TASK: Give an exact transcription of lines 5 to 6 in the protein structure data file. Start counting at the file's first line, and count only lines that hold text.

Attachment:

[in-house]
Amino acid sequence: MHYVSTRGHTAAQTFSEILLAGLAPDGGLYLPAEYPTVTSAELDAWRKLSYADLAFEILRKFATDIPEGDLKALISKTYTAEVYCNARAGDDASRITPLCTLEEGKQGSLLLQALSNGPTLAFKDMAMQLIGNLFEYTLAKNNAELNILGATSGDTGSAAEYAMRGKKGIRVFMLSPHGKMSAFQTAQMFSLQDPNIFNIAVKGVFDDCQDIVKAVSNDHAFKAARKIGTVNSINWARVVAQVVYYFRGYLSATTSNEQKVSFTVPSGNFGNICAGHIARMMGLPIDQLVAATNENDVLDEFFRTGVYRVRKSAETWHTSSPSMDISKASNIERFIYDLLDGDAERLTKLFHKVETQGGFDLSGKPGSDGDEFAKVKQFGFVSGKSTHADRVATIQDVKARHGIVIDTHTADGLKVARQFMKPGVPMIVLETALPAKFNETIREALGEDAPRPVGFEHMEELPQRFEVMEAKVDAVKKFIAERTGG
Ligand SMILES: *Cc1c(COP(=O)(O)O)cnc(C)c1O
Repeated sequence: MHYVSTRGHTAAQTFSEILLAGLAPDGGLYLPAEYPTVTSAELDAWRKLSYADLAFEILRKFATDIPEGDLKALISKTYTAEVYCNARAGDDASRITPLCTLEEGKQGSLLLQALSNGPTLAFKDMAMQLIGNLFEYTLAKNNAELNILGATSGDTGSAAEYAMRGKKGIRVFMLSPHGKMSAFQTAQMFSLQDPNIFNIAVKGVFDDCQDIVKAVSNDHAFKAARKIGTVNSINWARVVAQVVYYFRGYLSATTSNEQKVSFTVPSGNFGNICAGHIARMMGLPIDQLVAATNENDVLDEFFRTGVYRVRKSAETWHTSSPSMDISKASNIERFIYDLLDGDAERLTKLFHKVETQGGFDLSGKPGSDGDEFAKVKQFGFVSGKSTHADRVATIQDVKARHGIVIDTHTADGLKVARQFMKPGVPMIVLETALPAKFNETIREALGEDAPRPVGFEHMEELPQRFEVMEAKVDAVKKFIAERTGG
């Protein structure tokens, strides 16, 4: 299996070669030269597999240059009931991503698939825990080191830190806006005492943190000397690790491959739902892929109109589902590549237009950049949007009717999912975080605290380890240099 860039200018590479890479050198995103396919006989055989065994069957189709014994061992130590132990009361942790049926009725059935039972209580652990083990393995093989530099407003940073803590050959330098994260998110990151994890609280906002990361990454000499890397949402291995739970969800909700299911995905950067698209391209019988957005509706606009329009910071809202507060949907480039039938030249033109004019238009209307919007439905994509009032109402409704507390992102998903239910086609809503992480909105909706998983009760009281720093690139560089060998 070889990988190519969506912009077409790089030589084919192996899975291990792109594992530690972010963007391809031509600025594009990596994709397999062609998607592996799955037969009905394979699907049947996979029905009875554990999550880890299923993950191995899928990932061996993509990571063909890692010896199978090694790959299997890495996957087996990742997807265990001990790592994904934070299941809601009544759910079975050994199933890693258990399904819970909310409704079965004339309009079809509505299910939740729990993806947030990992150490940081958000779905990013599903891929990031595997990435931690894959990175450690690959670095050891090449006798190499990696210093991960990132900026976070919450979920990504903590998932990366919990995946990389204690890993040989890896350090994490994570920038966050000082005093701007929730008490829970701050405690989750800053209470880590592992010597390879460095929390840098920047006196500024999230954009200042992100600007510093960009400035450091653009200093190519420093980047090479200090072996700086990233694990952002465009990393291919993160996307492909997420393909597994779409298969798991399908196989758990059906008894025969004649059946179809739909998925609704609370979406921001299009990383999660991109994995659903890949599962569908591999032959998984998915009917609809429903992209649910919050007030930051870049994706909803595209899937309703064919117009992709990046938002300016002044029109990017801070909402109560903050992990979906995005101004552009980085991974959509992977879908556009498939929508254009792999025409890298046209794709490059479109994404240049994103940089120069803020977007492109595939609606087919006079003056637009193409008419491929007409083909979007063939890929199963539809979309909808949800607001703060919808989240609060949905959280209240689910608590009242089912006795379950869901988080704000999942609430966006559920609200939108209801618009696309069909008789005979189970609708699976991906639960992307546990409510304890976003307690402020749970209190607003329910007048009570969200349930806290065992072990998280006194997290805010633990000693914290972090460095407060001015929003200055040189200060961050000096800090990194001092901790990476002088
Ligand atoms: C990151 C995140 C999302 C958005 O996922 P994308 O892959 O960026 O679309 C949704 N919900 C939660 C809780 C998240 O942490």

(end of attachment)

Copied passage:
């Protein structure tokens, strides 16, 4: 299996070669030269597999240059009931991503698939825990080191830190806006005492943190000397690790491959739902892929109109589902590549237009950049949007009717999912975080605290380890240099 860039200018590479890479050198995103396919006989055989065994069957189709014994061992130590132990009361942790049926009725059935039972209580652990083990393995093989530099407003940073803590050959330098994260998110990151994890609280906002990361990454000499890397949402291995739970969800909700299911995905950067698209391209019988957005509706606009329009910071809202507060949907480039039938030249033109004019238009209307919007439905994509009032109402409704507390992102998903239910086609809503992480909105909706998983009760009281720093690139560089060998 070889990988190519969506912009077409790089030589084919192996899975291990792109594992530690972010963007391809031509600025594009990596994709397999062609998607592996799955037969009905394979699907049947996979029905009875554990999550880890299923993950191995899928990932061996993509990571063909890692010896199978090694790959299997890495996957087996990742997807265990001990790592994904934070299941809601009544759910079975050994199933890693258990399904819970909310409704079965004339309009079809509505299910939740729990993806947030990992150490940081958000779905990013599903891929990031595997990435931690894959990175450690690959670095050891090449006798190499990696210093991960990132900026976070919450979920990504903590998932990366919990995946990389204690890993040989890896350090994490994570920038966050000082005093701007929730008490829970701050405690989750800053209470880590592992010597390879460095929390840098920047006196500024999230954009200042992100600007510093960009400035450091653009200093190519420093980047090479200090072996700086990233694990952002465009990393291919993160996307492909997420393909597994779409298969798991399908196989758990059906008894025969004649059946179809739909998925609704609370979406921001299009990383999660991109994995659903890949599962569908591999032959998984998915009917609809429903992209649910919050007030930051870049994706909803595209899937309703064919117009992709990046938002300016002044029109990017801070909402109560903050992990979906995005101004552009980085991974959509992977879908556009498939929508254009792999025409890298046209794709490059479109994404240049994103940089120069803020977007492109595939609606087919006079003056637009193409008419491929007409083909979007063939890929199963539809979309909808949800607001703060919808989240609060949905959280209240689910608590009242089912006795379950869901988080704000999942609430966006559920609200939108209801618009696309069909008789005979189970609708699976991906639960992307546990409510304890976003307690402020749970209190607003329910007048009570969200349930806290065992072990998280006194997290805010633990000693914290972090460095407060001015929003200055040189200060961050000096800090990194001092901790990476002088
Ligand atoms: C990151 C995140 C999302 C958005 O996922 P994308 O892959 O960026 O679309 C949704 N919900 C939660 C809780 C998240 O942490």